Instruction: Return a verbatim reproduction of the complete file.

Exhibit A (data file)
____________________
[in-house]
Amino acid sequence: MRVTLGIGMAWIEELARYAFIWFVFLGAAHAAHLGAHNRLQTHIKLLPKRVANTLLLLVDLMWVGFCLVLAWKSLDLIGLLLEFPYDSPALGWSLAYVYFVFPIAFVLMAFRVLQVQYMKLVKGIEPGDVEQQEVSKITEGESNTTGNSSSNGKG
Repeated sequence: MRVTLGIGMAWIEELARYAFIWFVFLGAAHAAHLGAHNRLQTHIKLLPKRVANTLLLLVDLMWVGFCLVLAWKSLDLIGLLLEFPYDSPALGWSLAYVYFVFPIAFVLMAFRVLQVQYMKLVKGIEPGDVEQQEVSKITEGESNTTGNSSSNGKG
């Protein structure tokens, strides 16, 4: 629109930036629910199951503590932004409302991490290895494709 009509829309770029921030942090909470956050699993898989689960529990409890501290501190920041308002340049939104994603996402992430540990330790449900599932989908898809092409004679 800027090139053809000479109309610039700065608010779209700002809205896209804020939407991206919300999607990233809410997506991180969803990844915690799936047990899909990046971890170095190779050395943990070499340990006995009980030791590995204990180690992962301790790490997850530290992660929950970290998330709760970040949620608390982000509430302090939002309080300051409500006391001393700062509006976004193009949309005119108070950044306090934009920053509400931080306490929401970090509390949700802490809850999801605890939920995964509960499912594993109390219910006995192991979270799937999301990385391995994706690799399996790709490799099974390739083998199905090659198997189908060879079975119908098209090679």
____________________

[in-house]
Amino acid sequence: MRVTLGIGMAWIEELARYAFIWFVFLGAAHAAHLGAHNRLQTHIKLLPKRVANTLLLLVDLMWVGFCLVLAWKSLDLIGLLLEFPYDSPALGWSLAYVYFVFPIAFVLMAFRVLQVQYMKLVKGIEPGDVEQQEVSKITEGESNTTGNSSSNGKG
Repeated sequence: MRVTLGIGMAWIEELARYAFIWFVFLGAAHAAHLGAHNRLQTHIKLLPKRVANTLLLLVDLMWVGFCLVLAWKSLDLIGLLLEFPYDSPALGWSLAYVYFVFPIAFVLMAFRVLQVQYMKLVKGIEPGDVEQQEVSKITEGESNTTGNSSSNGKG
């Protein structure tokens, strides 16, 4: 629109930036629910199951503590932004409302991490290895494709 009509829309770029921030942090909470956050699993898989689960529990409890501290501190920041308002340049939104994603996402992430540990330790449900599932989908898809092409004679 800027090139053809000479109309610039700065608010779209700002809205896209804020939407991206919300999607990233809410997506991180969803990844915690799936047990899909990046971890170095190779050395943990070499340990006995009980030791590995204990180690992962301790790490997850530290992660929950970290998330709760970040949620608390982000509430302090939002309080300051409500006391001393700062509006976004193009949309005119108070950044306090934009920053509400931080306490929401970090509390949700802490809850999801605890939920995964509960499912594993109390219910006995192991979270799937999301990385391995994706690799399996790709490799099974390739083998199905090659198997189908060879079975119908098209090679």